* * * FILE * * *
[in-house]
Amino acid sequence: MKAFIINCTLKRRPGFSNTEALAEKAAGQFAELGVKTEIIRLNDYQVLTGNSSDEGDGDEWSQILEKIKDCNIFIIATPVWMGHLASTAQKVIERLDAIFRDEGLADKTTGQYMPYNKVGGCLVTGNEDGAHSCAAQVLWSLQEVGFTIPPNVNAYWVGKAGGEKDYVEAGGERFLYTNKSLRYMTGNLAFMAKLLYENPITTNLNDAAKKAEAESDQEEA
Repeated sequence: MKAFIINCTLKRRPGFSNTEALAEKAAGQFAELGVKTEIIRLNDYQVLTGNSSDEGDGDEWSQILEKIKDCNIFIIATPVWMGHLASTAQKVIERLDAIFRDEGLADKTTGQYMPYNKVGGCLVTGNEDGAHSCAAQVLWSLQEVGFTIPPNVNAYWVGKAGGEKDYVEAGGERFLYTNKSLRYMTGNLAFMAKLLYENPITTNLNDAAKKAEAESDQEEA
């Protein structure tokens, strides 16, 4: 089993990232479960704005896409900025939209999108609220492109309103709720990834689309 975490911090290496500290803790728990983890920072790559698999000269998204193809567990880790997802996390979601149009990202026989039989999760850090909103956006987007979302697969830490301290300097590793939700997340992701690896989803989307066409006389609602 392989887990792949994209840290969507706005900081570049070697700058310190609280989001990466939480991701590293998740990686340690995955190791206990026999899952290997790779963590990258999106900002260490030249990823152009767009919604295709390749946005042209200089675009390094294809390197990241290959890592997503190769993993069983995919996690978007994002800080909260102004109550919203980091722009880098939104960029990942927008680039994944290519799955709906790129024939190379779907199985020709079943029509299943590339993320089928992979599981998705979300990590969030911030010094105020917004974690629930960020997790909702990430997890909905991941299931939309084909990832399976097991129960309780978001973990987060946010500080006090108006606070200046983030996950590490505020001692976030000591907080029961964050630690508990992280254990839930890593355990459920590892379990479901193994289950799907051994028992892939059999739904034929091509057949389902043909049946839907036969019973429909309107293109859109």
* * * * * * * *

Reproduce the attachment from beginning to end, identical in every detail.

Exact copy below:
[in-house]
Amino acid sequence: MKAFIINCTLKRRPGFSNTEALAEKAAGQFAELGVKTEIIRLNDYQVLTGNSSDEGDGDEWSQILEKIKDCNIFIIATPVWMGHLASTAQKVIERLDAIFRDEGLADKTTGQYMPYNKVGGCLVTGNEDGAHSCAAQVLWSLQEVGFTIPPNVNAYWVGKAGGEKDYVEAGGERFLYTNKSLRYMTGNLAFMAKLLYENPITTNLNDAAKKAEAESDQEEA
Repeated sequence: MKAFIINCTLKRRPGFSNTEALAEKAAGQFAELGVKTEIIRLNDYQVLTGNSSDEGDGDEWSQILEKIKDCNIFIIATPVWMGHLASTAQKVIERLDAIFRDEGLADKTTGQYMPYNKVGGCLVTGNEDGAHSCAAQVLWSLQEVGFTIPPNVNAYWVGKAGGEKDYVEAGGERFLYTNKSLRYMTGNLAFMAKLLYENPITTNLNDAAKKAEAESDQEEA
């Protein structure tokens, strides 16, 4: 089993990232479960704005896409900025939209999108609220492109309103709720990834689309 975490911090290496500290803790728990983890920072790559698999000269998204193809567990880790997802996390979601149009990202026989039989999760850090909103956006987007979302697969830490301290300097590793939700997340992701690896989803989307066409006389609602 392989887990792949994209840290969507706005900081570049070697700058310190609280989001990466939480991701590293998740990686340690995955190791206990026999899952290997790779963590990258999106900002260490030249990823152009767009919604295709390749946005042209200089675009390094294809390197990241290959890592997503190769993993069983995919996690978007994002800080909260102004109550919203980091722009880098939104960029990942927008680039994944290519799955709906790129024939190379779907199985020709079943029509299943590339993320089928992979599981998705979300990590969030911030010094105020917004974690629930960020997790909702990430997890909905991941299931939309084909990832399976097991129960309780978001973990987060946010500080006090108006606070200046983030996950590490505020001692976030000591907080029961964050630690508990992280254990839930890593355990459920590892379990479901193994289950799907051994028992892939059999739904034929091509057949389902043909049946839907036969019973429909309107293109859109």